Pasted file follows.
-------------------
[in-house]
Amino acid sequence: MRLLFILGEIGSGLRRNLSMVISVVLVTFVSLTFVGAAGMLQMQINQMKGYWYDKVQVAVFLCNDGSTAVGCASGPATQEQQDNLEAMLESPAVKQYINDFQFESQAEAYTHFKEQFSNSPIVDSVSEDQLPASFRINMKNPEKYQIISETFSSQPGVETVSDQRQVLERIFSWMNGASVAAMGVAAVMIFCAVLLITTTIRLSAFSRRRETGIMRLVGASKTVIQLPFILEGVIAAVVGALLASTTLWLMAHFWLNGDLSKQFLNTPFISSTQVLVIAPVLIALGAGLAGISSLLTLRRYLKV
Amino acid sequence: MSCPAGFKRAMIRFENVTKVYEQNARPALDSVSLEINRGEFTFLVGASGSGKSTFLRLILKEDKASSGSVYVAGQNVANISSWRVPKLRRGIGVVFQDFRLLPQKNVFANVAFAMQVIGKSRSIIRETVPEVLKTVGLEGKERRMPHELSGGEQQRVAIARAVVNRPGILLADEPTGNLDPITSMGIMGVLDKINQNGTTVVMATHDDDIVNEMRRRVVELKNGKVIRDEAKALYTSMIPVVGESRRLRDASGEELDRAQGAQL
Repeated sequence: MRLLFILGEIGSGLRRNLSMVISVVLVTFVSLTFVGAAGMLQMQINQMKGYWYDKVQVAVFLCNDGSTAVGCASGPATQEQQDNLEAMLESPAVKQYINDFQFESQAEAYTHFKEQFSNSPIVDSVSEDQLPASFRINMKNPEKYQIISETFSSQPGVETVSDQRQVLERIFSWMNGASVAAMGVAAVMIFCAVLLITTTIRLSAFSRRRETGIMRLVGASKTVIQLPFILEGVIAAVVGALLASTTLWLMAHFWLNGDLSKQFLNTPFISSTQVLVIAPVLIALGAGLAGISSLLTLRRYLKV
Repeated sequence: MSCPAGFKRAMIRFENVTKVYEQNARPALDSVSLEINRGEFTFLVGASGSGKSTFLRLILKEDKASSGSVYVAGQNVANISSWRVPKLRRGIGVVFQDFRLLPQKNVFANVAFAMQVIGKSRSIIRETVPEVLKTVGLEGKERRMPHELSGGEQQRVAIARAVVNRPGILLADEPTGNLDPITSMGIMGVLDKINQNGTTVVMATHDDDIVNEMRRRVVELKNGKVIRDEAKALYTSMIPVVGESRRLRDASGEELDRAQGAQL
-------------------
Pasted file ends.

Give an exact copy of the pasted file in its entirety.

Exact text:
[in-house]
Amino acid sequence: MRLLFILGEIGSGLRRNLSMVISVVLVTFVSLTFVGAAGMLQMQINQMKGYWYDKVQVAVFLCNDGSTAVGCASGPATQEQQDNLEAMLESPAVKQYINDFQFESQAEAYTHFKEQFSNSPIVDSVSEDQLPASFRINMKNPEKYQIISETFSSQPGVETVSDQRQVLERIFSWMNGASVAAMGVAAVMIFCAVLLITTTIRLSAFSRRRETGIMRLVGASKTVIQLPFILEGVIAAVVGALLASTTLWLMAHFWLNGDLSKQFLNTPFISSTQVLVIAPVLIALGAGLAGISSLLTLRRYLKV
Amino acid sequence: MSCPAGFKRAMIRFENVTKVYEQNARPALDSVSLEINRGEFTFLVGASGSGKSTFLRLILKEDKASSGSVYVAGQNVANISSWRVPKLRRGIGVVFQDFRLLPQKNVFANVAFAMQVIGKSRSIIRETVPEVLKTVGLEGKERRMPHELSGGEQQRVAIARAVVNRPGILLADEPTGNLDPITSMGIMGVLDKINQNGTTVVMATHDDDIVNEMRRRVVELKNGKVIRDEAKALYTSMIPVVGESRRLRDASGEELDRAQGAQL
Repeated sequence: MRLLFILGEIGSGLRRNLSMVISVVLVTFVSLTFVGAAGMLQMQINQMKGYWYDKVQVAVFLCNDGSTAVGCASGPATQEQQDNLEAMLESPAVKQYINDFQFESQAEAYTHFKEQFSNSPIVDSVSEDQLPASFRINMKNPEKYQIISETFSSQPGVETVSDQRQVLERIFSWMNGASVAAMGVAAVMIFCAVLLITTTIRLSAFSRRRETGIMRLVGASKTVIQLPFILEGVIAAVVGALLASTTLWLMAHFWLNGDLSKQFLNTPFISSTQVLVIAPVLIALGAGLAGISSLLTLRRYLKV
Repeated sequence: MSCPAGFKRAMIRFENVTKVYEQNARPALDSVSLEINRGEFTFLVGASGSGKSTFLRLILKEDKASSGSVYVAGQNVANISSWRVPKLRRGIGVVFQDFRLLPQKNVFANVAFAMQVIGKSRSIIRETVPEVLKTVGLEGKERRMPHELSGGEQQRVAIARAVVNRPGILLADEPTGNLDPITSMGIMGVLDKINQNGTTVVMATHDDDIVNEMRRRVVELKNGKVIRDEAKALYTSMIPVVGESRRLRDASGEELDRAQGAQL